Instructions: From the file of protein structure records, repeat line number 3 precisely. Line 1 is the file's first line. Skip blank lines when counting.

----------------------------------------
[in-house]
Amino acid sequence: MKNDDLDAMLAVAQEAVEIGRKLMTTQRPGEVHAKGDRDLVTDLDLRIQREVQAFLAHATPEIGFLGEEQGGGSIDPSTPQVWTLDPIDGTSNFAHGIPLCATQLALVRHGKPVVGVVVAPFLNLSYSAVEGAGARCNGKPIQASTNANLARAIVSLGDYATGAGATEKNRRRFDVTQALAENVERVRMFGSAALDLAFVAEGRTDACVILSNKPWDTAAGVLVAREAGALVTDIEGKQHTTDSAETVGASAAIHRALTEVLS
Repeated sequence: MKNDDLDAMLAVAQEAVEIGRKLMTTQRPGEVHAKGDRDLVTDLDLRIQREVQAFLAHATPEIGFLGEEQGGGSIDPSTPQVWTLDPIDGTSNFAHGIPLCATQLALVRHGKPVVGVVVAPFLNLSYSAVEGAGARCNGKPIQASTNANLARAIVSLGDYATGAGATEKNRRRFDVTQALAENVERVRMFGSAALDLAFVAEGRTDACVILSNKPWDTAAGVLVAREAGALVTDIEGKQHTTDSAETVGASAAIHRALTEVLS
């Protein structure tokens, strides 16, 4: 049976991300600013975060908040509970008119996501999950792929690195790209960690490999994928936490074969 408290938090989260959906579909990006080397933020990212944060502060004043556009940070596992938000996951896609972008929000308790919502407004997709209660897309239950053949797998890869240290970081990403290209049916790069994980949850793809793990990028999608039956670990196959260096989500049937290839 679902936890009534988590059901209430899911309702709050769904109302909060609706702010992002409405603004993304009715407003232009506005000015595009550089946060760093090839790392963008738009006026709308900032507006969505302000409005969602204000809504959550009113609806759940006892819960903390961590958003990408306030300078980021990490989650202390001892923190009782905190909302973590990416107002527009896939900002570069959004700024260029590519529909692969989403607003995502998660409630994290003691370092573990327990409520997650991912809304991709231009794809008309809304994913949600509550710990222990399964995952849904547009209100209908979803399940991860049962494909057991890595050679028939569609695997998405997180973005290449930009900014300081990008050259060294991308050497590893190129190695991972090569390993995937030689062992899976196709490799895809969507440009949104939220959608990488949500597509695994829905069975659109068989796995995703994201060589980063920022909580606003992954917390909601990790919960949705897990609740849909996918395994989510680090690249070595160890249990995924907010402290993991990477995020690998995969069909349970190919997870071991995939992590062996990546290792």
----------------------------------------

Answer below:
Repeated sequence: MKNDDLDAMLAVAQEAVEIGRKLMTTQRPGEVHAKGDRDLVTDLDLRIQREVQAFLAHATPEIGFLGEEQGGGSIDPSTPQVWTLDPIDGTSNFAHGIPLCATQLALVRHGKPVVGVVVAPFLNLSYSAVEGAGARCNGKPIQASTNANLARAIVSLGDYATGAGATEKNRRRFDVTQALAENVERVRMFGSAALDLAFVAEGRTDACVILSNKPWDTAAGVLVAREAGALVTDIEGKQHTTDSAETVGASAAIHRALTEVLS